Administration fills executive position

With Randy Kirkpatrick’s retirement, the university welcomed a new executive position. David Sanchez, new chief information officer, joined university faculty after serving more than 25 years in various information technology positions at the University of New Mexico. He will be accompanied by his wife, Karen, after his youngest son, Joshua, graduates from high school this May. 

According to Vice President of Administration and Finance Marilyn Fowlé, there is a standard process in selecting a candidate to fulfill an executive-level position.

“The chief information officer is one of our highest level positions. We normally do a national search and post it on our website. Once it’s posted, we have a committee appointed made up of people from around the campus including faculty and staff,” Fowlé said. “But once they narrow the pool down, phone interviews and ratings on each candidate begin. From that, they discuss and choose to bring the three top scoring candidates to campus. The candidates then go through a series of meetings with the president, the committee and myself. This process is pretty standard for all of our executive-level positions.”

Fowlé said she prefers to stay out of the hiring process, from the standpoint that she wants the committee to come up with a list of recommendations themselves. 

“Based on feedback, I know what both the president and cabinet think about the candidates, and from that information, I make my decision about who I want to give the position,” Fowlé said.

Although various things interested Sanchez about this position, the energy on campus is what intrigued him in making the decision to join the Mustangs.

“I came from the University of New Mexico in Albuquerque, where I worked in various IT positions for about 26 years. I started looking for jobs in Texas and it just so happened this position came up. After visiting the campus, I got a good feel for what the rest of the university thought about IT, and everything I heard from the leadership was great,” Sanchez said. “The staff here is very helpful, accommodating, and service-orientated. I wanted to come to a place where it would be challenging and I could be innovative to impact students, teaching, and learning. It’s a great school here and I thought it was a good opportunity to take this job.”

Amongst the other candidates, Fowlé believes Sanchez was the best fit for the job and has potential to make a special impact at the university. 

“He’s worked a lot on the instructional technology and service side of the house. Sanchez is just a very warm, friendly guy that’s extremely dedicated to his job. I also like the fact that he had academic computing skills. He’s bringing this whole new aspect of leadership that I think will really benefit the students and faculty,” Fowlé said.

According to Sanchez, he’s always had a great passion for technology and believes he’s lucky enough to pursue a career that impacts teaching and learning.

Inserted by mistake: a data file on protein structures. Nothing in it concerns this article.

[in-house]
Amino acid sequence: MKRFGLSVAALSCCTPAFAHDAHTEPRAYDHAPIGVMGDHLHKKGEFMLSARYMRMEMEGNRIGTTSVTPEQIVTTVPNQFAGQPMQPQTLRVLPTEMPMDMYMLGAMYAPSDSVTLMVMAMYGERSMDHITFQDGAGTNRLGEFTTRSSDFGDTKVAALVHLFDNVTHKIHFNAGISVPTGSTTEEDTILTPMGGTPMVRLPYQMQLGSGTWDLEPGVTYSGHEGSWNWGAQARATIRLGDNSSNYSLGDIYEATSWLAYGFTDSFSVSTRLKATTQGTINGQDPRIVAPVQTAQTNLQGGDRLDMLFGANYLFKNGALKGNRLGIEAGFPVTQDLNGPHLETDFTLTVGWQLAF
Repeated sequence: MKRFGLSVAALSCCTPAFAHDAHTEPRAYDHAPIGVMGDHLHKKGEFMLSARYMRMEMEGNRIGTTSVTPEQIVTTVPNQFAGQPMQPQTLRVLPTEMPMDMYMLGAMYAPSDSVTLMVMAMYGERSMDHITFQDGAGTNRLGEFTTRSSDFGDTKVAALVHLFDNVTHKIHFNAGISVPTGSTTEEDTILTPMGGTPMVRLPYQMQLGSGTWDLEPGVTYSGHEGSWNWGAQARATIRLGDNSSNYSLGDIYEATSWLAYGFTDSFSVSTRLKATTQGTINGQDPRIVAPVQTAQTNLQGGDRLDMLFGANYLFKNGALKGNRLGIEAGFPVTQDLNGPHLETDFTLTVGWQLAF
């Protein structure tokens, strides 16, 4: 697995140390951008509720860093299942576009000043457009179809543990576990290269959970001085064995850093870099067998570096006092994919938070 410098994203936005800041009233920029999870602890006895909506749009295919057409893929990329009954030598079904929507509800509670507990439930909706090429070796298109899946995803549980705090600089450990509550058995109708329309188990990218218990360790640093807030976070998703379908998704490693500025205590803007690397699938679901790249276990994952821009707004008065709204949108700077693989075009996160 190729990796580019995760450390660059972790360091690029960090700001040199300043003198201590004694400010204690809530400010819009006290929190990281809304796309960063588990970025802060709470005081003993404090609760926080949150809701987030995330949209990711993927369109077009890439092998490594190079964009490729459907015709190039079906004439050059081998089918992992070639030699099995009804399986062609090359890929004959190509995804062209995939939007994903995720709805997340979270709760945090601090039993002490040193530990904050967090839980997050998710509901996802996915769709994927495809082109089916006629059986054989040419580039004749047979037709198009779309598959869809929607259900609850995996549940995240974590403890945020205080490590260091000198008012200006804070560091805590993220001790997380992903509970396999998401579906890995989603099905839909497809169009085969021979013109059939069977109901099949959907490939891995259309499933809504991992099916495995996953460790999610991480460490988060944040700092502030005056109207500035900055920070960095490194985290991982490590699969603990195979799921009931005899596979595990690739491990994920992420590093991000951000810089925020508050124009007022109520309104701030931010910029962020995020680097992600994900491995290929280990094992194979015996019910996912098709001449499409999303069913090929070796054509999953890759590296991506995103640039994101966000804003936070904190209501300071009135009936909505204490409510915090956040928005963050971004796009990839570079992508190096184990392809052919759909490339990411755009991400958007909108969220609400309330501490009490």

“I was going to law school back in the day and it didn’t work out so I decided not to continue. But I think that I’ve always been interested in technology in regards to computing, data, and research,” Sanchez said. “That’s just sort of my mentality to work with gadgets and any other kinds of technology. Luckily, I was fortunate and able to do innovative things in my career.  We’re here for the students regardless of the size of the university. So, providing them with that level of skills in classes is important so they’re able to contribute that into their future careers.”

Sanchez says his work is pretty complex. He’s responsible for all things regarding IT at the university, including computer classrooms, labs, faculty/staff machines, IT infrastructure, telephones, wireless access points around campus, and student service tools. 

“My department is responsible for supporting and updating those systems. Regardless of the heavy work load, I try my best to deliver my technical skills, great passion, and ability to partner well with others in my job.” 

In the short time Sanchez has been at the university, he said he’s becoming comfortable in his new setting and plans to get up-to-speed sooner to provide value back to the university. 

“The people here are really hospitable and friendly so I’ve felt very welcomed,” Sanchez said. “Coming into any new job is a little apprehensive, but I was extremely surprised by how smooth my arrival has been. There’s a lot going on this week because I’m still in the process of getting more information and trying to build. I have a strategy for doing that, but I’m just trying to get settled in now.”

Although the transition from Albuquerque to Wichita Falls is still a work in progress, he said the biggest challenge is that his family hasn’t joined him yet. 

“I’ve only been here a week but Albuquerque is a much larger city compared to Wichita Falls,” Sanchez said. “The University of New Mexico has 27,000 students, so it’s a much bigger university than Midwestern. I’m still adjusting to Wichita Falls, but one thing that I enjoy is the greater access to water compared to where I came from. Also, the smaller town has a good feel; I haven’t been as involved in the community, but it is my hope to do so.”